We are proud to work hand in glove with our partner institutions in Mozambique. By leveraging the entire medical system that is Maputo Central Hospital and marrying it to the collective power at Renaissance School of Medicine at Stony Brook University, we’re creating a sustainable partnership that will drive better global health outcomes.
Maputo Central Hospital (MCH)
Maputo Central Hospital is a 1400-bed national referral hospital for the Republic of Mozambique and serves as its primary academic teaching facility. It is the largest quaternary hospital in the nation and a large majority of Mozambique’s total number of specialists (those with postgraduate training in specialties such as internal medicine, pediatrics, obstetrics and gynecology, surgery, anesthesia) are on the MCH staff and much of the clinical and translational research are undertaken at MCH.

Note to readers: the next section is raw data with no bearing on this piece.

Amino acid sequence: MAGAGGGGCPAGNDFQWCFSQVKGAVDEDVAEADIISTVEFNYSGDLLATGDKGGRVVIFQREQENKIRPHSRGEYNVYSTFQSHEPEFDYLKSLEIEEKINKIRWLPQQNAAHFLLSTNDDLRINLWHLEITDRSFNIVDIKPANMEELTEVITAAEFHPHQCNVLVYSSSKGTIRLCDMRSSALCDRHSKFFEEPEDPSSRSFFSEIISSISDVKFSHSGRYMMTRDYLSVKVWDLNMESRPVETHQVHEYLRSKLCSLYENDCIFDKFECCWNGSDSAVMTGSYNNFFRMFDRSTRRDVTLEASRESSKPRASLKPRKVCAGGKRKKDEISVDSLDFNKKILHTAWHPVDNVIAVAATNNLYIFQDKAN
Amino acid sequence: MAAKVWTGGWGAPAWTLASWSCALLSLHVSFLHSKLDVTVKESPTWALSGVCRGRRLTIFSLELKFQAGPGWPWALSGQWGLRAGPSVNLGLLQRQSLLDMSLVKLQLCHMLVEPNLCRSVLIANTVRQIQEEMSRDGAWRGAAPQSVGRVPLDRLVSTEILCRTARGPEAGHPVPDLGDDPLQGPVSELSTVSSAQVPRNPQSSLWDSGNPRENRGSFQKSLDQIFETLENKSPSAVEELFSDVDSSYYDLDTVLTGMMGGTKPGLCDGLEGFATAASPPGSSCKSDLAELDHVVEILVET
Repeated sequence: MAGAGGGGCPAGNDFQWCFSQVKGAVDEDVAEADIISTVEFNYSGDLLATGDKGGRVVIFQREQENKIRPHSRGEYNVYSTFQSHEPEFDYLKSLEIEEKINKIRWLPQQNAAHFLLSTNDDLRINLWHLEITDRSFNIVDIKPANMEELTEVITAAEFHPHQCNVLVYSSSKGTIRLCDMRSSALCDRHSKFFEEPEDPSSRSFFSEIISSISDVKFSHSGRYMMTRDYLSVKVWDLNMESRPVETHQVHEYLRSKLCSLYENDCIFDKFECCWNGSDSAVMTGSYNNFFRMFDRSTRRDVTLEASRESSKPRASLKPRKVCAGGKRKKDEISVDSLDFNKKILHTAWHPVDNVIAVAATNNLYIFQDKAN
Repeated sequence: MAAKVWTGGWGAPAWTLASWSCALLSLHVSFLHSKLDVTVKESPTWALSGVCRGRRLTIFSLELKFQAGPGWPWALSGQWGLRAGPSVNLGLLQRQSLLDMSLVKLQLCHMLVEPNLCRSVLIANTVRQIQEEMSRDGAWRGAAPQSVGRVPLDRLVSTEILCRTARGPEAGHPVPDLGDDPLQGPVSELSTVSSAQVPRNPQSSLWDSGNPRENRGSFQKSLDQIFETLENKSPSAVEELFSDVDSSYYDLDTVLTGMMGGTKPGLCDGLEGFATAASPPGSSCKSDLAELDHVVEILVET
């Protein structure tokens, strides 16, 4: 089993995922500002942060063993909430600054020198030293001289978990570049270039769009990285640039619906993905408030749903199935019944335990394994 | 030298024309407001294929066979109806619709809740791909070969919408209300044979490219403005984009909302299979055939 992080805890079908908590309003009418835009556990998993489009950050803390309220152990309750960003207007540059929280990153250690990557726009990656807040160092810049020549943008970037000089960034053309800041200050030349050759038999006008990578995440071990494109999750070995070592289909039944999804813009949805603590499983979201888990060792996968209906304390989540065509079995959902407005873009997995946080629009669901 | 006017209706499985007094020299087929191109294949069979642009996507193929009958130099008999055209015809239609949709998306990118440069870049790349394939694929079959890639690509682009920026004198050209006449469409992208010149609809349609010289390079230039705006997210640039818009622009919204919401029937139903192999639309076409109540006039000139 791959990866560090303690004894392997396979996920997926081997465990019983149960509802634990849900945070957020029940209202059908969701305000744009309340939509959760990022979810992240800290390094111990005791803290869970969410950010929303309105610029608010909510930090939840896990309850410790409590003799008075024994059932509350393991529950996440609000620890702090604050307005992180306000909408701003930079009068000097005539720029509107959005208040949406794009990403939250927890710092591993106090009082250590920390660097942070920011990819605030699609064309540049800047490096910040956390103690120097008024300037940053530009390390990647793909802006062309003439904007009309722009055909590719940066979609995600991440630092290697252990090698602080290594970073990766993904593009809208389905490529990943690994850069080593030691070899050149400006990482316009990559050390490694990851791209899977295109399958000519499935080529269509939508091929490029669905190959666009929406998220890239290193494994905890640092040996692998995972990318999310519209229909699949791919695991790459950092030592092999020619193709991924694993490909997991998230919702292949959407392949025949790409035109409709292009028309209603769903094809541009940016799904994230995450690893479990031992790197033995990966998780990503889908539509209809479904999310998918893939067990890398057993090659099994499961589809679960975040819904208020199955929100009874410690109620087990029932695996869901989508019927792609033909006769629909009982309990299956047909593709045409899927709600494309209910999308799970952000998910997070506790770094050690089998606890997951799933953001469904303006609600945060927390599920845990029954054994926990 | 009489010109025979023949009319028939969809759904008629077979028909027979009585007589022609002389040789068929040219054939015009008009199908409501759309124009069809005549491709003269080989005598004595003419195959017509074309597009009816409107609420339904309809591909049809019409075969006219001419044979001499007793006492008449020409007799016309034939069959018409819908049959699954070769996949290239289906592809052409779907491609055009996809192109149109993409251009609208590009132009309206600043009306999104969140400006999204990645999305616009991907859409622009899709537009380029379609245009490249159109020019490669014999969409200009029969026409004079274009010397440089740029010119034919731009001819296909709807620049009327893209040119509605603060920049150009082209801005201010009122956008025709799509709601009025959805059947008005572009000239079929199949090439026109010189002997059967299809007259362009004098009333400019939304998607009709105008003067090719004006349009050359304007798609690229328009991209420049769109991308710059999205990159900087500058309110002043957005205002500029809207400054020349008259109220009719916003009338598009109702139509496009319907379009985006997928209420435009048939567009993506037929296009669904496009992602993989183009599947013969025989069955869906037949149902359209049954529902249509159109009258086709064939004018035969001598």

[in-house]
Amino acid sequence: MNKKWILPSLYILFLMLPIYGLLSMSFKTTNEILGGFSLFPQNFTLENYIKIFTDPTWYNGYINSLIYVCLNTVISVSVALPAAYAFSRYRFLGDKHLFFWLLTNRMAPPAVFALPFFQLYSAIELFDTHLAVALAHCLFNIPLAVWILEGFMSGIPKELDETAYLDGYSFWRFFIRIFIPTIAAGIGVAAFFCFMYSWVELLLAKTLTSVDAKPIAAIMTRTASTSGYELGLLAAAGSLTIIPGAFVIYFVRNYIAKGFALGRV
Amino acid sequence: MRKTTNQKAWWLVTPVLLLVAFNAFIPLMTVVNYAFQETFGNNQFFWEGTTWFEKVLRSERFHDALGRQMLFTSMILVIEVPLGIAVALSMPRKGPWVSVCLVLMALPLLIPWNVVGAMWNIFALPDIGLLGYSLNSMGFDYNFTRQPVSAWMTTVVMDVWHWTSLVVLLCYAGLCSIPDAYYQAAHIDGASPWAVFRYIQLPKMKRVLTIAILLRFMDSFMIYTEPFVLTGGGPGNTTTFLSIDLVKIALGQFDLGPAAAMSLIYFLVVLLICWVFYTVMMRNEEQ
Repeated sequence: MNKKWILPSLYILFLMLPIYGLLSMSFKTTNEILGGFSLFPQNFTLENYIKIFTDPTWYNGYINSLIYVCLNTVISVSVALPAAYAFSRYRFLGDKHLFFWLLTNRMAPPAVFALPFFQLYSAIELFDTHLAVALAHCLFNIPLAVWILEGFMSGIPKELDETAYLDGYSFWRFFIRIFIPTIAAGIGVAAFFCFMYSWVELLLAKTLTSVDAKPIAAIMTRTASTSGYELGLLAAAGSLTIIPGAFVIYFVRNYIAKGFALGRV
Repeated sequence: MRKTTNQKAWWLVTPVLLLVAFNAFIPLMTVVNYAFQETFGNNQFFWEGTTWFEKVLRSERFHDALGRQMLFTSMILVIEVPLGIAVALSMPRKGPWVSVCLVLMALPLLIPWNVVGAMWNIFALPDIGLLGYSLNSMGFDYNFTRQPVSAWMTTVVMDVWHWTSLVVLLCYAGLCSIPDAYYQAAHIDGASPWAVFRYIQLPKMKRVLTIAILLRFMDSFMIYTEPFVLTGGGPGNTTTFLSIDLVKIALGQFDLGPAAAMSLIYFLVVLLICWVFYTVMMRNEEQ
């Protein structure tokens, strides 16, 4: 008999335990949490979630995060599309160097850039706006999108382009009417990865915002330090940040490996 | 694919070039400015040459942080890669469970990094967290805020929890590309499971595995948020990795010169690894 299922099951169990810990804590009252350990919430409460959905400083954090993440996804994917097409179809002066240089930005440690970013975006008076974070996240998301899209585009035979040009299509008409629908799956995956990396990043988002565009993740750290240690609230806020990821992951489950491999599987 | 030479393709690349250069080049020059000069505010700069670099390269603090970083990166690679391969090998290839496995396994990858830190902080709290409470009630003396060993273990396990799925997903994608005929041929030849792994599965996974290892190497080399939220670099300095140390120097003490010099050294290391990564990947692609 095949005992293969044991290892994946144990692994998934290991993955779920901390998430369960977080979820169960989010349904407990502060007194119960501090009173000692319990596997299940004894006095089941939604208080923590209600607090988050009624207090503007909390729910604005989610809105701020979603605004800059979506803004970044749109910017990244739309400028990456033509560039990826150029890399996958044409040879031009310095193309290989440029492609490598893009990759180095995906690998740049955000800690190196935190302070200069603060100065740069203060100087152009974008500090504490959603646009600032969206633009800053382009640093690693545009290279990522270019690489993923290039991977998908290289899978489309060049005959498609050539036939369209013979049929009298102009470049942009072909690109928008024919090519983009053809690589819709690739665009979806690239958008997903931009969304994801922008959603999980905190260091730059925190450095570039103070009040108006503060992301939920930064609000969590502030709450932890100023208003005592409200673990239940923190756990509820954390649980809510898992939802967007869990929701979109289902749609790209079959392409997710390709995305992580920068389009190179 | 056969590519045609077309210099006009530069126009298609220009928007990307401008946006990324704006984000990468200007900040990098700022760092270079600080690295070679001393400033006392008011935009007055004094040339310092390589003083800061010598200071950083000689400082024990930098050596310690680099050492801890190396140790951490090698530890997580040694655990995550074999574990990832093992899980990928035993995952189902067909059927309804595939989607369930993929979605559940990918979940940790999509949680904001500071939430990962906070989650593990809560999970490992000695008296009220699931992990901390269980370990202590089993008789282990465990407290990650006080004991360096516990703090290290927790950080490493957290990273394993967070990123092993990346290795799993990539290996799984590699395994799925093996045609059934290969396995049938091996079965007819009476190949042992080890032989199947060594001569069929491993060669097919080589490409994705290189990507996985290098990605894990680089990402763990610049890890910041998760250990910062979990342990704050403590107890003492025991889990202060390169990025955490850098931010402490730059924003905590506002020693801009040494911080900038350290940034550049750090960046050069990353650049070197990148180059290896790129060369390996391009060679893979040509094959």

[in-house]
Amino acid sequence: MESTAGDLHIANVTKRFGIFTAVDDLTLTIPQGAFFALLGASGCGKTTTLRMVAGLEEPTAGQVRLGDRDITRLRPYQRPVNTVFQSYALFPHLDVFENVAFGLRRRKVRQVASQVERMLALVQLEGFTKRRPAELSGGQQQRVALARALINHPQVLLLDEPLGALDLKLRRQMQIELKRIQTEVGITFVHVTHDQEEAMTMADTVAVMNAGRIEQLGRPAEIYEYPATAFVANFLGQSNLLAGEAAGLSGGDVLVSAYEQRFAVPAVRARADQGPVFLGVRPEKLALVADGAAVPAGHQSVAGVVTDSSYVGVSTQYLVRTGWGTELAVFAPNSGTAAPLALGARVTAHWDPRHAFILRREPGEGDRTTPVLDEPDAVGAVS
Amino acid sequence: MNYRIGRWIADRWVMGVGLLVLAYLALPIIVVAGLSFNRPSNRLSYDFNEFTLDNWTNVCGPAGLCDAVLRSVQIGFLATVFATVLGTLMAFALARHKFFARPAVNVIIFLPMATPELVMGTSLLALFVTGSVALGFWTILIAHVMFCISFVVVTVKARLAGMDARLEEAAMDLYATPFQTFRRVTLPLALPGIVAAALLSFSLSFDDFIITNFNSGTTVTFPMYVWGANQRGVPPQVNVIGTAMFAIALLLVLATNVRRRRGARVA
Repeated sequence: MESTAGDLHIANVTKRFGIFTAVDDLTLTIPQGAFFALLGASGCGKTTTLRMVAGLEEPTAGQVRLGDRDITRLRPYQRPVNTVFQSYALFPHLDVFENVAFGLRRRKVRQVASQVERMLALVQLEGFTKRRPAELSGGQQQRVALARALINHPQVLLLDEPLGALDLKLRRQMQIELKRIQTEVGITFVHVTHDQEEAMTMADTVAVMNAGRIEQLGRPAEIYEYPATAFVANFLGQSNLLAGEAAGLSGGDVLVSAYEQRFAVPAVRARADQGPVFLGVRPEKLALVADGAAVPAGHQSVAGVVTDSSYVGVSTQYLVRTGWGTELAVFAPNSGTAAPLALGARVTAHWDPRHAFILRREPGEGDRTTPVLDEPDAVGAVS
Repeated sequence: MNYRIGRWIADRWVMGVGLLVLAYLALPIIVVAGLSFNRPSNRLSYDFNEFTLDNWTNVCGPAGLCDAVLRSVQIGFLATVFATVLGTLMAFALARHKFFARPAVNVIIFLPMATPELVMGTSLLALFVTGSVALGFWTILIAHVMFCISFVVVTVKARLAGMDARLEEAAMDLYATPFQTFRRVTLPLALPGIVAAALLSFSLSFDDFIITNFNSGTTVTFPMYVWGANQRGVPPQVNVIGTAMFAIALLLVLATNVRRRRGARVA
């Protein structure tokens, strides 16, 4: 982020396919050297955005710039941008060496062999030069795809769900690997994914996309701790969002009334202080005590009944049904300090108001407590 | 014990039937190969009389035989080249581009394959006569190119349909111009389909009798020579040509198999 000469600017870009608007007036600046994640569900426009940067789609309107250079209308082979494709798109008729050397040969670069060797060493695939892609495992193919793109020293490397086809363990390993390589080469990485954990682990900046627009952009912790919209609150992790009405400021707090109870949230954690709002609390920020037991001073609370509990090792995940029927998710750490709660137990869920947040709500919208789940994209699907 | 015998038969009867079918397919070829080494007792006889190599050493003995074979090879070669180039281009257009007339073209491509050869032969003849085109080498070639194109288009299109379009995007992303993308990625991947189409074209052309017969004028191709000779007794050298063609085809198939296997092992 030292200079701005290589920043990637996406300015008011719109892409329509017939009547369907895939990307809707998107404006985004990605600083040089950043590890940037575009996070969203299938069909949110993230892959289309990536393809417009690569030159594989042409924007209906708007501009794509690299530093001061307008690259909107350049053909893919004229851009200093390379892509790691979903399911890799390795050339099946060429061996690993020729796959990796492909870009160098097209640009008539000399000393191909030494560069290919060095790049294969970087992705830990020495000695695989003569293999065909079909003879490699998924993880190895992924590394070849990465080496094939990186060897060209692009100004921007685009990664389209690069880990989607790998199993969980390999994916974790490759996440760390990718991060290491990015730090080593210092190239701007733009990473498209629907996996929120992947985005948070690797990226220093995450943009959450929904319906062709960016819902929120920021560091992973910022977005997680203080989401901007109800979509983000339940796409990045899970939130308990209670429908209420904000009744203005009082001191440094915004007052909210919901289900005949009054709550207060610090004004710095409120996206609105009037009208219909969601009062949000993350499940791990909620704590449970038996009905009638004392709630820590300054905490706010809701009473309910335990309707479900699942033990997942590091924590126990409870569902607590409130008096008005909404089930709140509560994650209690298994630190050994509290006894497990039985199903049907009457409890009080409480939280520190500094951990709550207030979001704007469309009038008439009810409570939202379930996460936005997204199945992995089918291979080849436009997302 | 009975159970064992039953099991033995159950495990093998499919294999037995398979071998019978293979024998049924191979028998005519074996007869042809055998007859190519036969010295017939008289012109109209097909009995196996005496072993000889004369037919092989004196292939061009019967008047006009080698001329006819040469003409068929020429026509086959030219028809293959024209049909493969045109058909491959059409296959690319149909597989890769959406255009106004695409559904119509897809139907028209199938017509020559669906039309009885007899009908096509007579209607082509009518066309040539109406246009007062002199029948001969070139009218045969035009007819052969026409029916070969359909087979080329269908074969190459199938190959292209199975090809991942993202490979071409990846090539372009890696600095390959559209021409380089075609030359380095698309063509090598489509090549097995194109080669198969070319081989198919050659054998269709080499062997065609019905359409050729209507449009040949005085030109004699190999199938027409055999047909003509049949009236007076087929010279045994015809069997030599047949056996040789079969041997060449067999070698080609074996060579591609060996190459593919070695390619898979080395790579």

The Universidade Eduardo Mondlane (UEM)
The Universidade Eduardo Mondlane (UEM) is Mozambique’s major public university. Located in the capital of Maputo, it offers a broad curriculum through its many schools, which include Faculties of Medicine, Veterinary Medicine, General Sciences, Mathematics and Engineering. The Faculty of Medicine* is Mozambique’s largest and most established school of medicine and provides postgraduate residency education for all specialties of medicine.
Mozambique is a vibrant southern African nation endowed with rich and extensive natural resources. Notwithstanding, Mozambique is ranked 180 out of 189 countries and territories on the Human Development Index (HDI). The HDI is a summary measure for assessing long-term progress in three basic dimensions of human development: a long and healthy life, access to knowledge, and a decent standard of living.
Human resources for health are scarce in Mozambique with only 0.26 trained physicians per 1,000 persons and even fewer specialists. Maternal mortality is one of the highest on the planet at 489 per 100,000 live births (compared to 27 per 100,000 live births in the U.S.). Access to surgical care for emergency or disability is also scarce with surgical services concentrated in tertiary and quaternary health centers.